Brain Phrye

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Diner

My primary memory of the diner was that is was brown. It was 1983 and interior design hadn’t fully shaken off the 1970s.

Memory is odd. I remember the color of the diner, but not why we were there. I’m pretty sure it was for my great-aunt Cassie’s memorial, but that’s largely due to the timing and who was there. And I’m not really sure where it was - Concordia, Great Bend? Some smallish rural Kansas town.

But I remember the diner and I remember the booth we sat in. All four of us - myself, my grandmother, my mom and my dad. It was, and this is why it stuck in my memory, the last time we’d all sit together. And while we don’t always know lasts, I was pretty sure of this one even then.

Empathy is your brain’s best guess at the emotions of others around you. And, because our brains are really annoying, done in a way where you essentially feel them. My 12 year old brain was playing a lot of flavours of anger and sadness and impossible hopes on a loop. My own emotions were pretty clear - panic and a desire to flee the scene.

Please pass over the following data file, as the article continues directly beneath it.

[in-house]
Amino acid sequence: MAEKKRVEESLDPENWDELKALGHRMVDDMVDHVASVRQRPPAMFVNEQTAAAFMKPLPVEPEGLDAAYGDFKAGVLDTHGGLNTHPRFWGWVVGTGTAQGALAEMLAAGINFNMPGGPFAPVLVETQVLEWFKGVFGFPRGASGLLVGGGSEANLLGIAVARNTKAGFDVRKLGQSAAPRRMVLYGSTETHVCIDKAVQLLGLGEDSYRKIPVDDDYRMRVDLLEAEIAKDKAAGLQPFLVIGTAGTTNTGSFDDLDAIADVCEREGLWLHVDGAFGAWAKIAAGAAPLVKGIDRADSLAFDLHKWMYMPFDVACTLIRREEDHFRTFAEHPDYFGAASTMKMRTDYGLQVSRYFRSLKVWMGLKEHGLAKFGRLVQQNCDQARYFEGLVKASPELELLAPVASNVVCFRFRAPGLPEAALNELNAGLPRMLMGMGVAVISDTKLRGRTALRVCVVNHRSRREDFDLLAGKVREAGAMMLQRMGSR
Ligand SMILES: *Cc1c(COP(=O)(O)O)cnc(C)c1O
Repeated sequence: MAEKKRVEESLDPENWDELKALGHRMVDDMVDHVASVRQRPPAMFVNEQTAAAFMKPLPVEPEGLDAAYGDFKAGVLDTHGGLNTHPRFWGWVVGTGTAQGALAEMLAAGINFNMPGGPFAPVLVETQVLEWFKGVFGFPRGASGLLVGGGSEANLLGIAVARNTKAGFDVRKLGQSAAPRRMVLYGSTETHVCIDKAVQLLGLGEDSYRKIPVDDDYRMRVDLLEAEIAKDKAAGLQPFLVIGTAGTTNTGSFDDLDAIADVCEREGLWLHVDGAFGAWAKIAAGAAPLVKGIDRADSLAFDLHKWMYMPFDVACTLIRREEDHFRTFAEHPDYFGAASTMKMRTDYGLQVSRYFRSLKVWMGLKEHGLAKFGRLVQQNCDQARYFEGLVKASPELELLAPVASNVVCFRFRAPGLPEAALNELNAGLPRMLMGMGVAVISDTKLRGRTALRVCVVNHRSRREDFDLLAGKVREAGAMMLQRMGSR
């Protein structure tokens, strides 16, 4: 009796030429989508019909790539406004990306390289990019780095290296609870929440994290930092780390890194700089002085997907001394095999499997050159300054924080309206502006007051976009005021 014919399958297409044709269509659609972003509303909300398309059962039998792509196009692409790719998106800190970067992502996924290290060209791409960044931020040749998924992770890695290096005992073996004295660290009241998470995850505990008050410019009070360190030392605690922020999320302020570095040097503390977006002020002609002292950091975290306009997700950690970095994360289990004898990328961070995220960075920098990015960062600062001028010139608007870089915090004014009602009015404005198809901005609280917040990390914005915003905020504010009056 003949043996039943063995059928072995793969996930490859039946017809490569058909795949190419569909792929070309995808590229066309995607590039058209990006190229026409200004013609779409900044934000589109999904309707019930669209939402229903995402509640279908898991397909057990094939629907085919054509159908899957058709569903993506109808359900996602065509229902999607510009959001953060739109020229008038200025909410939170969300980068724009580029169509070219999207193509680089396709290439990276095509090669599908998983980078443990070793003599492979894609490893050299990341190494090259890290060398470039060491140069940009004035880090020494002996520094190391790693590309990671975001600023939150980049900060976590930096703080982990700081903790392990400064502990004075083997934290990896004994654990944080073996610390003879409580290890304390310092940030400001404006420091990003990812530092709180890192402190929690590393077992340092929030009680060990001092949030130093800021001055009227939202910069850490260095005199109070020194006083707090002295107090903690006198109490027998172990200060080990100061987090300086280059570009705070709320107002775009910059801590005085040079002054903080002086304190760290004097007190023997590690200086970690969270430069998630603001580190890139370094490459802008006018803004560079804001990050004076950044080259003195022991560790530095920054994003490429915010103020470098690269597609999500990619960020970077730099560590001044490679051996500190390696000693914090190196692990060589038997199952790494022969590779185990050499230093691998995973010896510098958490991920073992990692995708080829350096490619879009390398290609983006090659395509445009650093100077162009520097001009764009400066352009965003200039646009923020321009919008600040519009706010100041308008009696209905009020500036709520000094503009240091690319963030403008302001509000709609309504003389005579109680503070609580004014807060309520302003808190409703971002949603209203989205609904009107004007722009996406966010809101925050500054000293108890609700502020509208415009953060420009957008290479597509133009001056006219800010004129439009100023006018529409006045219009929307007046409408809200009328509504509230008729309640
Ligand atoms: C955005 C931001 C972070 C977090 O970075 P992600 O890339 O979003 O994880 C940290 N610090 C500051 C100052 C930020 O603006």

But I sat. We sat. And it was generally fine. It was frosty, but I think my parents were on their best behaviour for my granny who had lost her sister. My parent’s divorce had not been a happy affair and I’m not quite sure it was complete at this point. If it wasn’t, it was just a few weeks or months away. So “best behaviour” wasn’t a very firm or stable thing, but it lasted for the duration.

And then we left. My mom and I in one car, dad and granny in the other. That was that, from then on parents were a one on one thing for me.

Right now, sitting on my granny’s secretary, are my parent’s ashes. It turns out I was wrong. There’s one last trip together. Again to a memorial service for my aunt in a rural town. This time though it’s also for them. And the little rural town is Irish. It’s an echo of that day in 1983.

But it’s in my mom’s stomping grounds, not my dad’s. And lunch today will be happy tinged sad, not the haywire of emotions that day was. And maybe this time the memories will be happier. Less brown panelling and a desire to flee, more on people and sharing. I think mom would approve and so would aunt Trixie. And dad… well dad’s just going to have to deal.